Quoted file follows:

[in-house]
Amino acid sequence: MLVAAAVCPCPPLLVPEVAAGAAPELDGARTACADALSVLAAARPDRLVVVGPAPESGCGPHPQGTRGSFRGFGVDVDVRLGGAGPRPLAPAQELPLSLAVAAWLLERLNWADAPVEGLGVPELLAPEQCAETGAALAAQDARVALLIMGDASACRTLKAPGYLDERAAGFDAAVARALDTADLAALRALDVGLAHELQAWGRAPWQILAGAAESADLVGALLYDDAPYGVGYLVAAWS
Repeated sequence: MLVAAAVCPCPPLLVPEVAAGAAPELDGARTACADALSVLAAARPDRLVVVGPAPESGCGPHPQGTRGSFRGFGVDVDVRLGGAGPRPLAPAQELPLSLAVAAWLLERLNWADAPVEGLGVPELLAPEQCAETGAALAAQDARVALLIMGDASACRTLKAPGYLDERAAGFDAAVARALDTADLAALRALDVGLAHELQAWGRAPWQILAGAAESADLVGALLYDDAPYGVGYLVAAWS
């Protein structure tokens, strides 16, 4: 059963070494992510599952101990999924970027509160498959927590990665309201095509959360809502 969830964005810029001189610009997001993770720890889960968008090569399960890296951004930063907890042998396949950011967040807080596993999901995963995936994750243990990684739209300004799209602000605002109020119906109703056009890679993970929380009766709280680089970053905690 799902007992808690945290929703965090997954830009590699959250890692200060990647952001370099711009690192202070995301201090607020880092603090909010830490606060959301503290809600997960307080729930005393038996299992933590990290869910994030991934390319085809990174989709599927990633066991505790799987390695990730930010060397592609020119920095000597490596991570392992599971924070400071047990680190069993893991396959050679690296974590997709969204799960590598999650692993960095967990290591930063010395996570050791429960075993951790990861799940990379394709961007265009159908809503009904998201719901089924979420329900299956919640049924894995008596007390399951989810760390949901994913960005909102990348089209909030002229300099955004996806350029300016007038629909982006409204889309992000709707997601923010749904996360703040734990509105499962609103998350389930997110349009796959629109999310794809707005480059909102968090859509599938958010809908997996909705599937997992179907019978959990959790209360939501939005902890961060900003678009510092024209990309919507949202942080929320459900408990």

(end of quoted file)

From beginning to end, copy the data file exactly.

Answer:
[in-house]
Amino acid sequence: MLVAAAVCPCPPLLVPEVAAGAAPELDGARTACADALSVLAAARPDRLVVVGPAPESGCGPHPQGTRGSFRGFGVDVDVRLGGAGPRPLAPAQELPLSLAVAAWLLERLNWADAPVEGLGVPELLAPEQCAETGAALAAQDARVALLIMGDASACRTLKAPGYLDERAAGFDAAVARALDTADLAALRALDVGLAHELQAWGRAPWQILAGAAESADLVGALLYDDAPYGVGYLVAAWS
Repeated sequence: MLVAAAVCPCPPLLVPEVAAGAAPELDGARTACADALSVLAAARPDRLVVVGPAPESGCGPHPQGTRGSFRGFGVDVDVRLGGAGPRPLAPAQELPLSLAVAAWLLERLNWADAPVEGLGVPELLAPEQCAETGAALAAQDARVALLIMGDASACRTLKAPGYLDERAAGFDAAVARALDTADLAALRALDVGLAHELQAWGRAPWQILAGAAESADLVGALLYDDAPYGVGYLVAAWS
């Protein structure tokens, strides 16, 4: 059963070494992510599952101990999924970027509160498959927590990665309201095509959360809502 969830964005810029001189610009997001993770720890889960968008090569399960890296951004930063907890042998396949950011967040807080596993999901995963995936994750243990990684739209300004799209602000605002109020119906109703056009890679993970929380009766709280680089970053905690 799902007992808690945290929703965090997954830009590699959250890692200060990647952001370099711009690192202070995301201090607020880092603090909010830490606060959301503290809600997960307080729930005393038996299992933590990290869910994030991934390319085809990174989709599927990633066991505790799987390695990730930010060397592609020119920095000597490596991570392992599971924070400071047990680190069993893991396959050679690296974590997709969204799960590598999650692993960095967990290591930063010395996570050791429960075993951790990861799940990379394709961007265009159908809503009904998201719901089924979420329900299956919640049924894995008596007390399951989810760390949901994913960005909102990348089209909030002229300099955004996806350029300016007038629909982006409204889309992000709707997601923010749904996360703040734990509105499962609103998350389930997110349009796959629109999310794809707005480059909102968090859509599938958010809908997996909705599937997992179907019978959990959790209360939501939005902890961060900003678009510092024209990309919507949202942080929320459900408990």